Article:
Being much lighter than his older brother, my younger brother was a ways ahead of me on the climb. He kept looking back, updating me on what was ahead. He kept encouraging me to keep going, and I did… But I was a little frustrated, as you can see…

I made a deal with God. If He got me over this climb, then I would give up Twinkies, and any junk food that comes out of a vending machine. That’s a heck of a promise, if you know me. Of course, I wasn’t going to be foolish enough to promise to give up cake. That’s crazy. But I can do without junk food in the form of processed candy (which are at least 30% fat by weight… Like me).

Still, at the top of the climb, I was feeling pretty spent. I had only had a modest breakfast before heading out to the park, so my sugar was probably low. The photographer, who took some great pictures you can see HERE, opened his backpack to reveal a bag of Chips Ahoy Cookies. The moment I put the first one in my mouth, Angels started singing. Remember my post about hunger? Yeah…

Thank you for the cookies, man! You really saved my life… Well, not really, but damn near close.

The rest of the race was also demanding, so much so that I forgot to take pictures. But here’s a rundown of what happened:

-The kid and I screamed our way to the bottom of the mountain we had just climbed, sometimes reaching 35 mph (as per my calculations).
-We did NOT skip checkpoint #7, like two teams did.
-We kayaked way better on the second leg of the kayaking… WAY better.
-We found checkpoint #10, so we did not have to take the 2hr time penalty, like a couple of teams did.
-We ate some cold pizza around checkpoint #11, like I wrote about. It really, truly was the best pizza ever.
-We reached the bikes again to finish the race (checkpoint #12), and my quads were cramping something awful.
-We finished strong, beating two teams, one solo, and about five teams and three solos that did not finish. Not bad for first-timers, huh?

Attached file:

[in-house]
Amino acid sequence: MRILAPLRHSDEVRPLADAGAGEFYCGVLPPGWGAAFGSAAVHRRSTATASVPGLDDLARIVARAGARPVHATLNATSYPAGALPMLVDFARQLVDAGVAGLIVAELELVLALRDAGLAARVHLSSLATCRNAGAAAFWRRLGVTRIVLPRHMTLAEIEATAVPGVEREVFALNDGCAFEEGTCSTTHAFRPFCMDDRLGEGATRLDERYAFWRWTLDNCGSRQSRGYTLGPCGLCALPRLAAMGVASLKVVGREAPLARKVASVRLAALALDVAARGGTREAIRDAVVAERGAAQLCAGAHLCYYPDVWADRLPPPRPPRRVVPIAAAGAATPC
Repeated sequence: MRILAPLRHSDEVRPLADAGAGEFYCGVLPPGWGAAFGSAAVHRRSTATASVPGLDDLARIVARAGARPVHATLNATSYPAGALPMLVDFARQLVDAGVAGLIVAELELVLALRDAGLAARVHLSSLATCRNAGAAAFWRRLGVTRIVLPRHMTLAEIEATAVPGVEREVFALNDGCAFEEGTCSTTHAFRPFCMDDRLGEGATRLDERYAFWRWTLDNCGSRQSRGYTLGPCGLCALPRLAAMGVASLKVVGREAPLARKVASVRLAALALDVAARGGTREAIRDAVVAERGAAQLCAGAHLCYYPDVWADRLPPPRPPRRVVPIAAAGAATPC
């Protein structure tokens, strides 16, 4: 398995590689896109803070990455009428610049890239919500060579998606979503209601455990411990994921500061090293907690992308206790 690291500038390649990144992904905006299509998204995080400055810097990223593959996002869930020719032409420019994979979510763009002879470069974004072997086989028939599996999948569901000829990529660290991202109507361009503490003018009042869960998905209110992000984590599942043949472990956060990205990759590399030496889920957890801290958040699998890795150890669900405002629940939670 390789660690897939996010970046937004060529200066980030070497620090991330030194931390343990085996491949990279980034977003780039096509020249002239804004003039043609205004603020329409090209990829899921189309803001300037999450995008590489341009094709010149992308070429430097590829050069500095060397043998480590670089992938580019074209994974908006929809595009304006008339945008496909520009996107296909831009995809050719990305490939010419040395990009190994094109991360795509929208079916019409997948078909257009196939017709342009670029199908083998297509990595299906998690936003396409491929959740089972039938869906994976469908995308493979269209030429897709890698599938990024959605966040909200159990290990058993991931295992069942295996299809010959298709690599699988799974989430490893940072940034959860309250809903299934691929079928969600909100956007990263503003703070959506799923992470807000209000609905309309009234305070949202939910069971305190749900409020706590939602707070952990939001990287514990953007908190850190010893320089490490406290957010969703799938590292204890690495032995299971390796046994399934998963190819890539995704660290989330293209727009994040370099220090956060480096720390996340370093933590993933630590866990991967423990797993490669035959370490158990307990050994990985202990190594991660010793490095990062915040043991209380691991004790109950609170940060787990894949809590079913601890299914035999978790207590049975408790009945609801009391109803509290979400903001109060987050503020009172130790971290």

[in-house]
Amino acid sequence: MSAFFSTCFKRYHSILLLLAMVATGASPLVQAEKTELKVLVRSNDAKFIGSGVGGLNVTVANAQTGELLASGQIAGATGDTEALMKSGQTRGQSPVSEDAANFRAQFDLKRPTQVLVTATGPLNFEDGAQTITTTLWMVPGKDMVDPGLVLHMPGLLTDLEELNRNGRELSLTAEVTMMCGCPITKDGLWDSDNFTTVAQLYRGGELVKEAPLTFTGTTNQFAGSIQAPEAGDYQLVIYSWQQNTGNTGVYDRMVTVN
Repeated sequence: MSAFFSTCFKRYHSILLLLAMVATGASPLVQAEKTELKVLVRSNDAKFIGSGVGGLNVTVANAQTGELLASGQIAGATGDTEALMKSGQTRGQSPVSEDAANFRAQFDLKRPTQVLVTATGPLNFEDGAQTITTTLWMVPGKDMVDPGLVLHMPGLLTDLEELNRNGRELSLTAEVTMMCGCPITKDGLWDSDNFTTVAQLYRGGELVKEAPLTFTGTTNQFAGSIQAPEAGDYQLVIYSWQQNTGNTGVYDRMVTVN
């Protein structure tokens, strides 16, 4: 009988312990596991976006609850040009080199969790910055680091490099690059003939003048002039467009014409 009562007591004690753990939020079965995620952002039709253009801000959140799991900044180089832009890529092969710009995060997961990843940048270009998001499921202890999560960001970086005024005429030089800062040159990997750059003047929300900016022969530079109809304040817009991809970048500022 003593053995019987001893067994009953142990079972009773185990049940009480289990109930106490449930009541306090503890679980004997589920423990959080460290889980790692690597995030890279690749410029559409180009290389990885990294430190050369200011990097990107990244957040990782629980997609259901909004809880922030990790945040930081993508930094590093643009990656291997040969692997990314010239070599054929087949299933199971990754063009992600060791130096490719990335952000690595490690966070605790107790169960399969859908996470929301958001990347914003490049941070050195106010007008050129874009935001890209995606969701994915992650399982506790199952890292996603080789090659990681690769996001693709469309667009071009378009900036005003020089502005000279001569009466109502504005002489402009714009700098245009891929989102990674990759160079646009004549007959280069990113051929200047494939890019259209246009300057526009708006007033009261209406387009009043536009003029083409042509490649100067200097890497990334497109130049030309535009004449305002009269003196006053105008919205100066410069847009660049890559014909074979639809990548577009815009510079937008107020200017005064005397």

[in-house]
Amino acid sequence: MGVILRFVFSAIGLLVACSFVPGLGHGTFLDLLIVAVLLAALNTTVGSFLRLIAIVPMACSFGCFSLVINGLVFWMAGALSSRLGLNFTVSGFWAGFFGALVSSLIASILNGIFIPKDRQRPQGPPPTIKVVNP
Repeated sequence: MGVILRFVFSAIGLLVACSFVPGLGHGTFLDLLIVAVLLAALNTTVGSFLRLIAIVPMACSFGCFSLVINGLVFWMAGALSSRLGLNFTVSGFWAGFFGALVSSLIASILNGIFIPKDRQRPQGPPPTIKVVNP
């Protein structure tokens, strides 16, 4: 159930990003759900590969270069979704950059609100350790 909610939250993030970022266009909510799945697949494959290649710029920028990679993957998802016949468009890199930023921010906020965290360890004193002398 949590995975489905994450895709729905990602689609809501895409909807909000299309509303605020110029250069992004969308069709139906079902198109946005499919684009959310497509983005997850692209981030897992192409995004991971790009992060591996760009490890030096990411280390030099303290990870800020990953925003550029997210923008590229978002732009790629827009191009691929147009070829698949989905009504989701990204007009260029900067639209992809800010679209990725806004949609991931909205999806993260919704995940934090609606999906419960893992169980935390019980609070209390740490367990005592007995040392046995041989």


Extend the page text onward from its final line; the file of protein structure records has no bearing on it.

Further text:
I’d like to thank the folks at EX2 Adventure Racing, and Will Ramos Photography. And let’s not forget to thank my kid brother and that for being inspirations for this one fat guy (me) to attempt and complete this race…

“Done. Done. On to the next one. Done. I’m done, and I’m onto the next!” – Foo Fighters, All My Life

Rocky Gap Adventure Race, May 20, 2006 – PART ONE

A few weeks ago, a girl I fancy mentioned to me that she and a couple of friends were going to run an adventure race near where I live. I checked it out on the Internet, and it looked like a good way to kick-off the summer with my kid brother. So we signed up to run the race too. And we didn’t know what we were getting ourselves into…

But we were pretty confident before the race. The kid was all decked out in an adventure race backpack, cycling gloves, and our “team” shirts that read “MEXICO” on the front.

Of course, I was also confident, decked out in the similar gear, giving an “East Coast” sign.

And then there was the reason why I was running this… that girl. It’s not so much that I wanted to impress her, though I am sure that had something to do with what we were about to do. It’s just that I’ve been not “living” much because of school and work. I hoped this race would wake me up again from the slumber I’ve been, physically, since the Baltimore Marathon. And it did. I felt alive.

So the race got started, and the kid and I were way behind. We had never kayaked before, so we were flipping backwards in the water, and generally slow. You’ve all read the story about the water, so I’ll spare you the details again… And then there was the climb…

(Continued on PART II)